This kind of complex, multilayered altruism – in which some resources, but not others, are shared depending on various cultural markers – cannot be explained entirely via kin selection, say the researchers. And, because these interactions are transient and with strangers, they can’t be entirely accounted for by a reciprocal altruism model, either.

Instead, the researchers propose that cultural group selection can explain our species’s unique propensity for altruism.

Cultural group selection posits that, as groups compete with one another, cultural norms that give a group a competitive edge will arise, and, much in the same way that beneficial physical traits are reinforced through competition, there might be a genetic basis. One of those cultural norms is cooperation.

“We need to understand it in its complexity,” says Sarah Mathew, an assistant professor in the School of Human Evolution and Social Change at Arizona State University. “Our capacity for culture is the product of genetic evolution.”

If humanity’s propensity for altruism was forged by intergroup competition, say the researchers, this could explain why, across cultures, humans feel obliged to cooperate with nonrelatives, so long as they exhibit the same cultural norms. 

Our species’s cooperative dispositions, narrow as they may be, can be leveraged to address global problems like climate change, suggests Dr. Handley. The key, she says, is to find the universals.

“There are commonalities that can serve as stepping stones to bettering ourselves and solving large-scale issues,” she says. “That gives me hope.”

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On Film

5. Is another version of Austen’s ‘Emma’ worth your time? Yes.

With modern gender dynamics in perpetual flux, the old rules for making movie romances no longer have quite the same sway, suggests film critic Peter Rainer. Many of the more memorable recent romantic movies are set not in the incendiary present, he says, but in the past. The new “Emma” joins their company.

Yvonne
Focus Features/Courtesy of Box Hill Films
Anya Taylor-Joy stars as Emma in the latest film adaptation of Jane Austen’s classic novel about misguided affections.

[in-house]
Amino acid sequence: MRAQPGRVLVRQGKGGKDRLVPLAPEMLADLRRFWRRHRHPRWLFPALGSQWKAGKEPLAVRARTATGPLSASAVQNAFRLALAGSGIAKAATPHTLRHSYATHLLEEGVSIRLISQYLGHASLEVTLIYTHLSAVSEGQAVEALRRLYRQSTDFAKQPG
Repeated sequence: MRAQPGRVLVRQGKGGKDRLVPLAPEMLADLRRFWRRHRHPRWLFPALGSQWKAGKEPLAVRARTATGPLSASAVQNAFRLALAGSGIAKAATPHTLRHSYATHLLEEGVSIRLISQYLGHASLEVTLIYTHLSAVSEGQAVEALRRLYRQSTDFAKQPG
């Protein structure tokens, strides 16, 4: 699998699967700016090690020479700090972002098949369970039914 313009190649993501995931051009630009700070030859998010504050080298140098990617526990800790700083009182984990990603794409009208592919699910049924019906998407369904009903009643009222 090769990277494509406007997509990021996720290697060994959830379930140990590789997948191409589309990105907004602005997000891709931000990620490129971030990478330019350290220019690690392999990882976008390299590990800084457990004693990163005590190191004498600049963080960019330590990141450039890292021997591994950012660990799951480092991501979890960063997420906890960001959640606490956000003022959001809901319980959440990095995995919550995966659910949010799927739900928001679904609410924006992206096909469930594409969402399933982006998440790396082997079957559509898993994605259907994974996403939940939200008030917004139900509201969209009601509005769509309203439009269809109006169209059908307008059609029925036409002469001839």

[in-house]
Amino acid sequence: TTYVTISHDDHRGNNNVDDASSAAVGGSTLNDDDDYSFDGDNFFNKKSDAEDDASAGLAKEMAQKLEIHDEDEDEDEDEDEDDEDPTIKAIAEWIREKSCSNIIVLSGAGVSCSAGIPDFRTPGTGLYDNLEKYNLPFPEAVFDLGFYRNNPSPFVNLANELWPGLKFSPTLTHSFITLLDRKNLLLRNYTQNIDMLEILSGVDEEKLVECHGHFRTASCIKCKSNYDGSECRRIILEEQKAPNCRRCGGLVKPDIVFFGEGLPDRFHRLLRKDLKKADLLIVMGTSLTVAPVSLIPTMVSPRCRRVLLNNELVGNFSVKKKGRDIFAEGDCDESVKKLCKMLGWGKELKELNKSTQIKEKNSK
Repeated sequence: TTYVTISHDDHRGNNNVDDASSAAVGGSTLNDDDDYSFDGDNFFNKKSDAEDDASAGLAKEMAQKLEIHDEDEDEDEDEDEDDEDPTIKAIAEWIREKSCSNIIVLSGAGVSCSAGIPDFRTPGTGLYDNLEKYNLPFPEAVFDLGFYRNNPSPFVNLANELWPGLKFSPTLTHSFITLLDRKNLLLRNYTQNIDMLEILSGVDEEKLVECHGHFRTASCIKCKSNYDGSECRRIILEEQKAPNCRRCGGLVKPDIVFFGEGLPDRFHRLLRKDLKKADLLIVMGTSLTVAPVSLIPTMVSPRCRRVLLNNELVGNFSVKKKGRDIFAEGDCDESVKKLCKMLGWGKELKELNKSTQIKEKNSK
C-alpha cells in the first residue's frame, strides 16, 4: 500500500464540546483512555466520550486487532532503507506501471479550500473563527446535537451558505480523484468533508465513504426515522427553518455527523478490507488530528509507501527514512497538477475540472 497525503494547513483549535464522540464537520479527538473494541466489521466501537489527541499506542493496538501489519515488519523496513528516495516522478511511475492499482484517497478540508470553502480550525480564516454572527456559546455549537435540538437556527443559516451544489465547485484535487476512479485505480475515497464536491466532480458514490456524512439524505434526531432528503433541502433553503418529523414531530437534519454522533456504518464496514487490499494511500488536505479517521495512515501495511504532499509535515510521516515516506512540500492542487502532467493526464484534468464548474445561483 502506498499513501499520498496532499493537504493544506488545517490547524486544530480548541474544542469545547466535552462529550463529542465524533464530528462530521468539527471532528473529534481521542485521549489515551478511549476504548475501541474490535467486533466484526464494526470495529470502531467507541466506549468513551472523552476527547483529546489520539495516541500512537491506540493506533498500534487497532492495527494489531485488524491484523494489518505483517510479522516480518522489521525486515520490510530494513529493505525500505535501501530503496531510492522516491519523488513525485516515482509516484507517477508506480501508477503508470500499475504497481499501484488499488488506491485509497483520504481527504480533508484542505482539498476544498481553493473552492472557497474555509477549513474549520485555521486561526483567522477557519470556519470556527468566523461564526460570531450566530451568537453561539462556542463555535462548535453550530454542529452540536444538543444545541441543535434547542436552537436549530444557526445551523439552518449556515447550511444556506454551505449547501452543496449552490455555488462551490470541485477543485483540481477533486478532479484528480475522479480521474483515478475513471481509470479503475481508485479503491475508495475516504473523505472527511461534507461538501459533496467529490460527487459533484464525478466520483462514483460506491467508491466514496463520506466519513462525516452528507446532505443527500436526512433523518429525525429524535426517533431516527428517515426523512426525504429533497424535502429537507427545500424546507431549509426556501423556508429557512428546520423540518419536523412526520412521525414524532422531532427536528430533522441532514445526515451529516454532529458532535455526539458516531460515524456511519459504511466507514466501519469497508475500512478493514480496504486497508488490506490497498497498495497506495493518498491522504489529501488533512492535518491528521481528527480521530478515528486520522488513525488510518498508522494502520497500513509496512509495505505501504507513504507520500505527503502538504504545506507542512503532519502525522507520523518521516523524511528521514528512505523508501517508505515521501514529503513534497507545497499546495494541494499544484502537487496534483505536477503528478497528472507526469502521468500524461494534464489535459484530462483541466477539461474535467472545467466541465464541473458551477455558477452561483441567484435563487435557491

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Is another version of Austen’s ‘Emma’ worth your time? Yes.

How fitting that a new movie version of Jane Austen’s “Emma” should appear around Valentine’s Day. I don’t mean to trivialize Austen, whose comprehension of the human comedy went far beyond greeting card platitudes. But she might well have approved of the timing, if only because “Emma” is one of her most ardent tributes to love’s dizzying permutations.

Directed by Autumn de Wilde, in her feature debut, and scripted by Man Booker Prize-winner Eleanor Catton, this latest movie adaptation sustains a consistent note of measured mirth. As in the novel, the romantic flippancies have a serious core because at stake is nothing less than the prospect of an enduring happiness.

Spoiled, vain 21-year-old Emma Woodhouse (Anya Taylor-Joy), who adores her doddering father (Bill Nighy), fancies herself a matchmaker and so she intrudes to often disastrous effect in the lives of those she most dotes upon. She single-handedly persuades her meek protégé Harriet (Mia Goth) to spurn the welcome proposal of a lovesick farmer in the expectation that a finer catch, the fatuous Reverend Elton (Josh O’Connor), will come through. But Elton, to Emma’s astonished dismay, has eyes only for Emma. And so it goes.

When the equally fine 1996 adaptation of Austen’s novel starring Gwyneth Paltrow came out, I wrote that, despite her impositions, to reject Emma is to reject a large measure of our own blundering selves, the part for which we perhaps have the tenderest feelings. Emma exists as a force of nature, and since we recognize so much of her nature in ourselves, our response to her has a solicitous, protective quality. We are placed in the position of her several suitors: We want to see her happy.